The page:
Coble resident proposes youth curfew


Coble resident Candice Cash appeared before the Henderson City Council on Monday to propose a curfew for youth under sixteen years of age.

Cash stated that she had been in conversation with Oxford Police Chief John Wolford regarding the issue. A copy of an email from Wolford to Cash may be viewed here.

According to Cash, her proposed ordinance would require that youth be off of the street by 11:00 p.m. on weekdays and 12:00 a.m. on weekends.

There are exceptions to the rules, such as operating a motor vehicle or participating in sponsored, organized, and adult-supervised activities.

Cash called a curfew “positive for Henderson”. She said that the police are limited in what they can do because Henderson does not currently have a curfew.

Although the ordinance proposed by Cash calls for fines, Cash suggested that money obtained as a result of enforcement of the law could be used to help youth.

Cash surrendered a petition to the council on which she claimed she had 510 signatures in support of a curfew.

Council member Lonnie Davis asked if Cash had tried other resources, such as the Stop the Violence Committee. Cash replied that she had tried other avenues, but that the situation was not improving.

Council member Mary Emma Evans asked if there was violence in Cash’s neighborhood, or if she was simply concerned about walking.

Cash told Evans that two weeks ago 30 youths were “fist-fighting” in her front yard. When asked by Evans if she had called the police, Cash replied that she had informed the police officer at the Skateeum, who sent the youths “up the road”.

“They [the police] can make them go up the road, but they can’t make them go home,” Cash said.

Council member Bobby Gupton, who was the first member of this term of the city council to champion the problems of Coble Boulevard residents with unruly youth, said that he had personally observed the negative behavior.

Cash told the council that “we need to get them home and get them safe”. She insisted that she was not trying to “lock kids up”.

Coble Boulevard resident Nancy Bell, speaking from the audience, said that she had been fighting since 1999 for a curfew. She said that the children are out of control and do not listen to the police. She added that the police can only move the children from one block to the next.

Bell said that the trouble began when the private road from Coble Boulevard to the Marketplace shopping center was constructed.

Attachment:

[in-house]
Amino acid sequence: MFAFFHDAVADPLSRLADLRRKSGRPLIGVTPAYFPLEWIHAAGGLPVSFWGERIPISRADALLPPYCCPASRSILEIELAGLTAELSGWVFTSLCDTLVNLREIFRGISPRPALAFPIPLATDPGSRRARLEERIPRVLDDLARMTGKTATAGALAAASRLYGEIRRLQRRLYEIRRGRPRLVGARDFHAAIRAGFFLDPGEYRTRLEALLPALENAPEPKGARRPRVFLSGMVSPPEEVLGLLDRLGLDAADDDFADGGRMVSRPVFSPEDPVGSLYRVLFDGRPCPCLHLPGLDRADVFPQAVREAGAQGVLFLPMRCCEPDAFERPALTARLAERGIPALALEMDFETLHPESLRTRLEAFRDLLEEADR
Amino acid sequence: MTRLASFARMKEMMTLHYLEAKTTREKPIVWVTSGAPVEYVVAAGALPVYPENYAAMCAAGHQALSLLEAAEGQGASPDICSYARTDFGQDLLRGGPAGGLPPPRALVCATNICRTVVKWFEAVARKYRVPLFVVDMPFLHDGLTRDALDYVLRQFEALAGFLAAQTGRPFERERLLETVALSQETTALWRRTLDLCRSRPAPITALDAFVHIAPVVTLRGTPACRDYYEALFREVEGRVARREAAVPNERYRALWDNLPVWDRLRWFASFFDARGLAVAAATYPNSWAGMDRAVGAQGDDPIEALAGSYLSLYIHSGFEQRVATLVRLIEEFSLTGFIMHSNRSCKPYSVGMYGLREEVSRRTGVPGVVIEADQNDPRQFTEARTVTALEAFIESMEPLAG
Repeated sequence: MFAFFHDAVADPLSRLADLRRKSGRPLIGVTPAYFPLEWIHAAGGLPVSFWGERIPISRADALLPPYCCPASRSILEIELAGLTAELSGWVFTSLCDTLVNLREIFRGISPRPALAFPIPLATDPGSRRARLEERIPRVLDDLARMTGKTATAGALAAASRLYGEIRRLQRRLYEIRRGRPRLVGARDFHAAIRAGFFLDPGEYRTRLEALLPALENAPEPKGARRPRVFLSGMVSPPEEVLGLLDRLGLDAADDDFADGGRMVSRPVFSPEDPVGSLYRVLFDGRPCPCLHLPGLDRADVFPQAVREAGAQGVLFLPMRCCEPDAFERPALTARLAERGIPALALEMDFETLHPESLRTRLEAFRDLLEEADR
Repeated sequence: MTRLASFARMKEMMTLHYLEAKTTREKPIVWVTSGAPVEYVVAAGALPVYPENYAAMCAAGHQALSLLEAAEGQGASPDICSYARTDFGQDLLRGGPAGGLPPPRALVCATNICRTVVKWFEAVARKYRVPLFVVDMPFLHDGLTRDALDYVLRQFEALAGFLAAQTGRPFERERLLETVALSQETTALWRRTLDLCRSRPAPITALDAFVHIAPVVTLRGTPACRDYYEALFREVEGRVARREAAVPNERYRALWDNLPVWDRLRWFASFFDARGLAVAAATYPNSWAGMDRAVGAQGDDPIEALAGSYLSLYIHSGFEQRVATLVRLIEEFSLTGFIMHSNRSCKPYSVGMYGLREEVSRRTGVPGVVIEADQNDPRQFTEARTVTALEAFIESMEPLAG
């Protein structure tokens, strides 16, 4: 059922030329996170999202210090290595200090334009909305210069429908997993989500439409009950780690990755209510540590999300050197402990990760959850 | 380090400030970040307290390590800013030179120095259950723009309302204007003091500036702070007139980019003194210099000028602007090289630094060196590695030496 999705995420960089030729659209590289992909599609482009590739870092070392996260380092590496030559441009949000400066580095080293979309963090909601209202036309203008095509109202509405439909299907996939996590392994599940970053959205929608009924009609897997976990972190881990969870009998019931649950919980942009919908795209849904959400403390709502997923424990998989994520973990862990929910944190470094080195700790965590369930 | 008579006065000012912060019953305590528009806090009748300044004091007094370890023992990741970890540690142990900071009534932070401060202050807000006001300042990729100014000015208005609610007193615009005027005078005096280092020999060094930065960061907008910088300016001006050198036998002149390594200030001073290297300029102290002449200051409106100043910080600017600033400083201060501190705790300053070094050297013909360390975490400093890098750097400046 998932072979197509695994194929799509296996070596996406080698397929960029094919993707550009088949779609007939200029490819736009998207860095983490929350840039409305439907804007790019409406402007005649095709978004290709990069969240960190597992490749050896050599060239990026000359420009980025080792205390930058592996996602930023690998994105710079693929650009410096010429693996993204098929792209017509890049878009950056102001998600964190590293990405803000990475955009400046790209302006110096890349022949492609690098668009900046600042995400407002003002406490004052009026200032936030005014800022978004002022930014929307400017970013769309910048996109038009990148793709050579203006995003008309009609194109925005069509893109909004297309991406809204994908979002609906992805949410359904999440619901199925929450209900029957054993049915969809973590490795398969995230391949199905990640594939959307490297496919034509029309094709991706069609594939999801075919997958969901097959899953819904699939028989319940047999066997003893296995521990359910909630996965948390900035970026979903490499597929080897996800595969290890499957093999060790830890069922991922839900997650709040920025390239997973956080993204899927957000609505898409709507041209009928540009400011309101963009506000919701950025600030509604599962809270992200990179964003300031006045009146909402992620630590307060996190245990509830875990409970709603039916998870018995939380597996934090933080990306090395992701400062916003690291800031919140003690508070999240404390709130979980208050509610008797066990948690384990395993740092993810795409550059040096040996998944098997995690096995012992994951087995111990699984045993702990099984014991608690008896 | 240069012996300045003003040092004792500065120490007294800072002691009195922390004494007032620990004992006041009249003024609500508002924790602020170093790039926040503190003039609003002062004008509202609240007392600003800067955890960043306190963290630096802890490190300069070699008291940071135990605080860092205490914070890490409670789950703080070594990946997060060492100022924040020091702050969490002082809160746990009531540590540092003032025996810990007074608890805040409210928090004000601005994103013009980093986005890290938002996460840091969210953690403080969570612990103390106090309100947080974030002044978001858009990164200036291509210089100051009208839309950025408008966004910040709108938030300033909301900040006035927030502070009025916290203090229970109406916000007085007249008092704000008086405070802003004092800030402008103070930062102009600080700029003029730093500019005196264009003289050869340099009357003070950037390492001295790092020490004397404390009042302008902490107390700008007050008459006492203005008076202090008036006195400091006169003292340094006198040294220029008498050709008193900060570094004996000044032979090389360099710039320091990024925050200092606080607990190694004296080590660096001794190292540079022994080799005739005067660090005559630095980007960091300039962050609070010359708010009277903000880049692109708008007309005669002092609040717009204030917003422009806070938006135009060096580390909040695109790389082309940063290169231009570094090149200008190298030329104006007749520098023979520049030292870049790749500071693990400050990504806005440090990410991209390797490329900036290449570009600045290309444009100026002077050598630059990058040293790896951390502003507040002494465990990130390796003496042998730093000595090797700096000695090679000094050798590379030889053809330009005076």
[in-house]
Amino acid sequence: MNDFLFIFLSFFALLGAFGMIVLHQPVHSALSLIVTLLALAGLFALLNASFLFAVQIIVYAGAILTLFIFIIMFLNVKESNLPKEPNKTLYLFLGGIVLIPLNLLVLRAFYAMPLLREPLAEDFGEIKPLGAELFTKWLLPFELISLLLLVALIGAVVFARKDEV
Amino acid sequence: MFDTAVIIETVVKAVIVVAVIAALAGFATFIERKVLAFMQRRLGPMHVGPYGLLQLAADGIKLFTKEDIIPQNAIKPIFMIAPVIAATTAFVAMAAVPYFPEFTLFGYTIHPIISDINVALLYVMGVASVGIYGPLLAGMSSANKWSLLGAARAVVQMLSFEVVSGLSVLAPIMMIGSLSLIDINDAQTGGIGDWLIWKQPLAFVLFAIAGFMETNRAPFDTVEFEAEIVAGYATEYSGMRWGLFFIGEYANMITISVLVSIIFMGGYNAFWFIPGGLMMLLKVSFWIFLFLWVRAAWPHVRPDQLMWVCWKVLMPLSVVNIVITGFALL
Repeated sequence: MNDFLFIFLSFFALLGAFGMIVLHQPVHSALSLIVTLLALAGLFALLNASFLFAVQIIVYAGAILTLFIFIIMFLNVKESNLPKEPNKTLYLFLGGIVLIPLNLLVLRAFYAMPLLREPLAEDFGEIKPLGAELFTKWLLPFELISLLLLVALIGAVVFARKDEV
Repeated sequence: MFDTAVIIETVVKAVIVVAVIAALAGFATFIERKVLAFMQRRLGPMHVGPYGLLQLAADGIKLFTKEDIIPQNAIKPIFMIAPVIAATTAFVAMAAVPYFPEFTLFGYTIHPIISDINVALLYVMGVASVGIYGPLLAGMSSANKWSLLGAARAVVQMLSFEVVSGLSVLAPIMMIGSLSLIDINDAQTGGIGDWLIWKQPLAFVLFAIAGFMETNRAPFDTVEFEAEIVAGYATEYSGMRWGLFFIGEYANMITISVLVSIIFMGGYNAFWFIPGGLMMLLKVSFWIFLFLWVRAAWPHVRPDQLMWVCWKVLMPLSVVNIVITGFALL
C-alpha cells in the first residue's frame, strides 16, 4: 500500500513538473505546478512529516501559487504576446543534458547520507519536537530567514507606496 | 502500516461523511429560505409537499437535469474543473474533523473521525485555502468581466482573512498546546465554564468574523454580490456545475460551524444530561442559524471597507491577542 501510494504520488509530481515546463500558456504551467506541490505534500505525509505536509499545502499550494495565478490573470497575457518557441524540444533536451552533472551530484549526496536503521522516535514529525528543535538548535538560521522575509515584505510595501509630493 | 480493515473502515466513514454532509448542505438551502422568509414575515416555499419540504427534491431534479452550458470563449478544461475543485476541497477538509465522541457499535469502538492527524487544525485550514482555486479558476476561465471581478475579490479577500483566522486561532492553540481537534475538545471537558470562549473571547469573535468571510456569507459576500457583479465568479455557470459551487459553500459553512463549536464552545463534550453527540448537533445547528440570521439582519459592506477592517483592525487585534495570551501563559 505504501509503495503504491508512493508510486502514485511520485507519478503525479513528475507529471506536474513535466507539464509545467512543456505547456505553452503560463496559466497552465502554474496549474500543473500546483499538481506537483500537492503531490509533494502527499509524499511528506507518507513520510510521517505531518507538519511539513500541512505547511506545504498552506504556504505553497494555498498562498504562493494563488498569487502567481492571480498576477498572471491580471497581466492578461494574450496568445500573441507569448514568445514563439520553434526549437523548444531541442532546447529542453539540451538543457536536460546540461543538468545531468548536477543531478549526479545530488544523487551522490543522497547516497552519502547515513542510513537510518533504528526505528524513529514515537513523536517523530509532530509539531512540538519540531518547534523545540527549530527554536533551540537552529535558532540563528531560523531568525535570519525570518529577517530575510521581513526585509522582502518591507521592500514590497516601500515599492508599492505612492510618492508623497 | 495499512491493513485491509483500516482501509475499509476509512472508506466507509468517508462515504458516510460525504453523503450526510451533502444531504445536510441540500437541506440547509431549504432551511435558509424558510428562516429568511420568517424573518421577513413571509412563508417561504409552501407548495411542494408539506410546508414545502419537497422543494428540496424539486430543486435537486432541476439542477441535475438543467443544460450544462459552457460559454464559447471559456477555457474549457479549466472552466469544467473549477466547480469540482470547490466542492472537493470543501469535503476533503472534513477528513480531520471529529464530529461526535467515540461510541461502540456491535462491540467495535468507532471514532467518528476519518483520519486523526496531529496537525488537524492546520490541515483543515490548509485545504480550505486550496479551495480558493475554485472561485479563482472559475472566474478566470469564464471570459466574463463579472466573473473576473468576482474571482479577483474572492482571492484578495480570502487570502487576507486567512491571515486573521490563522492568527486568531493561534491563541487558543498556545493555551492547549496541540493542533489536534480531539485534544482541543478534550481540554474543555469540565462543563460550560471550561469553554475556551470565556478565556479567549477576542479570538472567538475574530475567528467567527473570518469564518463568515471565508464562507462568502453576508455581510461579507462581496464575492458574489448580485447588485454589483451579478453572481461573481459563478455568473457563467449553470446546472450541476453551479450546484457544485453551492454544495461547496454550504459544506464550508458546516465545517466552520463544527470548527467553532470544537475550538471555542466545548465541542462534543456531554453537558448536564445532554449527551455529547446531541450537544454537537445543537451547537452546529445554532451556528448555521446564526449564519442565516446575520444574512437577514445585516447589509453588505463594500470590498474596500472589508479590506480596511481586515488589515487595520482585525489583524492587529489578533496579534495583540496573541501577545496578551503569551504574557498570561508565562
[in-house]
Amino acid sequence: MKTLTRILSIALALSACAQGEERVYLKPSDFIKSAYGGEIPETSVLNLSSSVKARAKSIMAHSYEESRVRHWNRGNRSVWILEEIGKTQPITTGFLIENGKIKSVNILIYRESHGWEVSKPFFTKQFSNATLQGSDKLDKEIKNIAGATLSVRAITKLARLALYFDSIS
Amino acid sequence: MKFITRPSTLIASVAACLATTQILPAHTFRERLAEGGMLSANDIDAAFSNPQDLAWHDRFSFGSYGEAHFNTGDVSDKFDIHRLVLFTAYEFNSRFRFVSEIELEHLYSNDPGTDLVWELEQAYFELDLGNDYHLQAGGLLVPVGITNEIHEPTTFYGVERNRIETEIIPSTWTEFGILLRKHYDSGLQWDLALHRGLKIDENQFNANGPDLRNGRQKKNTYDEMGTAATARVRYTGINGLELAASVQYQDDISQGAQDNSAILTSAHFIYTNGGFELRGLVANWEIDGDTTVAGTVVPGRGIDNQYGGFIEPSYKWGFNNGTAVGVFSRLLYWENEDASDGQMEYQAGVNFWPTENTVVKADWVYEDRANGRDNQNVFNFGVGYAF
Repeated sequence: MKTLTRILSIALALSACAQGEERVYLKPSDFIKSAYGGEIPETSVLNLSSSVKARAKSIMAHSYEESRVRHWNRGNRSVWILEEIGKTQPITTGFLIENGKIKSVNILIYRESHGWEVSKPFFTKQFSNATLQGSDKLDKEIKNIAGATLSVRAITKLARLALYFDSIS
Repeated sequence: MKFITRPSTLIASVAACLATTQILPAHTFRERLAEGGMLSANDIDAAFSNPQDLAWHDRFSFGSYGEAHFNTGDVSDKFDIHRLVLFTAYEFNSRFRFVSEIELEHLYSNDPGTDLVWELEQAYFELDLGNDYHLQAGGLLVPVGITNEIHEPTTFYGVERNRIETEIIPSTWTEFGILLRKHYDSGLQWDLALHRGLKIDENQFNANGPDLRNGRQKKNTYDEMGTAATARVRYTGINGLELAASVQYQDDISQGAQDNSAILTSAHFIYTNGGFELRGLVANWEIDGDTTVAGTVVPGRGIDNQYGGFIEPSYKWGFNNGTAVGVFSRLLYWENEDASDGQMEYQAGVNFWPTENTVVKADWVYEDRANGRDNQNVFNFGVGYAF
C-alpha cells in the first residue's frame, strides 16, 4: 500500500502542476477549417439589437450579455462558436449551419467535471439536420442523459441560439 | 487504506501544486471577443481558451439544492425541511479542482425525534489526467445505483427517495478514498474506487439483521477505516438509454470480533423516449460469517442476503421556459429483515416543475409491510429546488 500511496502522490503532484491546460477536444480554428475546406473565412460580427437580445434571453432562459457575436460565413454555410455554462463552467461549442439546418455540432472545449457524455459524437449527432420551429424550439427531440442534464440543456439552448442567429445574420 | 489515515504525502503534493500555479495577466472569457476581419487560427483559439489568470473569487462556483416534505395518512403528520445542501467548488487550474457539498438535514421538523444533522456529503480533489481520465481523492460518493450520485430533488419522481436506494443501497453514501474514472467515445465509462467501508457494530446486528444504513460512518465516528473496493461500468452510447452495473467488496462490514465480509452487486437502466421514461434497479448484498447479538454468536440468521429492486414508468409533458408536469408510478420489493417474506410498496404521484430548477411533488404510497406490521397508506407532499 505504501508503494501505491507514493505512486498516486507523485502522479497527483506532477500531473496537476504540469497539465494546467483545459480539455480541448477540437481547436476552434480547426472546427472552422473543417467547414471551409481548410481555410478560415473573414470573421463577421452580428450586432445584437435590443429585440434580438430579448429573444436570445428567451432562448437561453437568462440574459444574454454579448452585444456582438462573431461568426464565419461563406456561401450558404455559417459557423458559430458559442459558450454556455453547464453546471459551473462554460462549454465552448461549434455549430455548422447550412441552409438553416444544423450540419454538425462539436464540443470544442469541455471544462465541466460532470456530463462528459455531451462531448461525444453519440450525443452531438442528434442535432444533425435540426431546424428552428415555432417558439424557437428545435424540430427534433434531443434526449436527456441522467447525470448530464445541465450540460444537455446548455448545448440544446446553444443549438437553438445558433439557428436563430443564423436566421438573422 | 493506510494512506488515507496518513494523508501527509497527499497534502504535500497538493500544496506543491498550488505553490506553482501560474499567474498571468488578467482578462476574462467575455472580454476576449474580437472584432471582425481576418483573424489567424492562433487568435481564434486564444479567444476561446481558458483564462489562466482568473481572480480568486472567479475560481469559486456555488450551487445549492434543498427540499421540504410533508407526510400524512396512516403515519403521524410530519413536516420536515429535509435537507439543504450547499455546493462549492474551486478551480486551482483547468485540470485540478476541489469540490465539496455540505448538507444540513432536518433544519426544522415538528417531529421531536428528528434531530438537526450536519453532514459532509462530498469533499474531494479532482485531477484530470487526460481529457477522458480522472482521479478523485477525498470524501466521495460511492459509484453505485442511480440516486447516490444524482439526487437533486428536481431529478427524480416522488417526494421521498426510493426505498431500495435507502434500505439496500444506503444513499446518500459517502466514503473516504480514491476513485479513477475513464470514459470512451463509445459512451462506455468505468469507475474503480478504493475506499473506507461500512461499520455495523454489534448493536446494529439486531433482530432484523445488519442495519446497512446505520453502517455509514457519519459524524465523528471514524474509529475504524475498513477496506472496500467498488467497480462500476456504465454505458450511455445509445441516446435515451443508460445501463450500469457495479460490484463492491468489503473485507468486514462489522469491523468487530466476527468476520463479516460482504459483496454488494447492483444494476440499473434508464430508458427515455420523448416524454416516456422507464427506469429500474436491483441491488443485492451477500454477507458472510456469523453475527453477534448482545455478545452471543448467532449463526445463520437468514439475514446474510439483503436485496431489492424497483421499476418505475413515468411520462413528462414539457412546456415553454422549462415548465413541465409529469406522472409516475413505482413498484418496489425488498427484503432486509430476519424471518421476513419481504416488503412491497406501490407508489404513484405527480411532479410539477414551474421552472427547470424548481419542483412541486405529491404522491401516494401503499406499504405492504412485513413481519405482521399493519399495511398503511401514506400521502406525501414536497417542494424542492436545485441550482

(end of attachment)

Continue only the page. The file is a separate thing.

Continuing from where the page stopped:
Bell told the council that other residents in other areas of the city have the same issues.

Eugene Burton, also speaking from the audience, said that he had proposed a curfew last year. He also added that he would like a crack down on slum landlords putting dope addicts in and out of rentals.

His remarks met with general applause.

Evans stated that she had visited the Coble Boulevard area for the last three or four weekends. She said she talked to some of the young people and that they were “just walking”. She asked the council why nothing was being done about adult crime in the area. She stated that a resident in the area had recently been “flim-flammed”, but that no one seemed concerned.

More audience members attempted to speak, but Henderson Mayor Clem Seifert was reluctant to permit others to speak outside of normal council procedure besides Bell and Burton.

Cash reiterated that her proposed ordinance was about “loving kids enough to want them home at night”.

Resident Donald Green said from the audience that parents should be responsible for their children.

Andrea Harris, who was present as a representative of the Weed & Seed Steering Committee said that the debate was an additional affirmation of the need for the Weed & Seed program.

She said it was important to understand that young people do not create the environment in which they live.

Harris asked the council to stand up and provide a greater vision. She said that the poorest in Henderson are in the north, east, and partly in the south sections of the city, but that the services they need are somewhere else.

In a telephone interview with Cash conducted yesterday, the Coble Boulevard resident told Home in Henderson that she is no longer circulating the petition signed by residents of Henderson and Vance County. She said she is waiting to see what happens after the next Public Safety Committee meeting, where the proposed ordinance will be discussed.

Cash indicated that Vance County residents have expressed interest in a county-wide curfew, and that pursuing such an ordinance may be next on her agenda.

Cash said that she believed that a curfew has a chance of being enacted in Henderson. When asked what she thought the council’s reaction was, she said, “I think it was well-received.”

The petition organizer stressed that the curfew does not take anything away from young people, and that people should have an open mind and read the ordinance. Cash told Home in Henderson that people must be willing to change.

“They talk about it, but get upset when it’s time,” she said.

Cash stated that the problem is not just on Coble, but all over Henderson.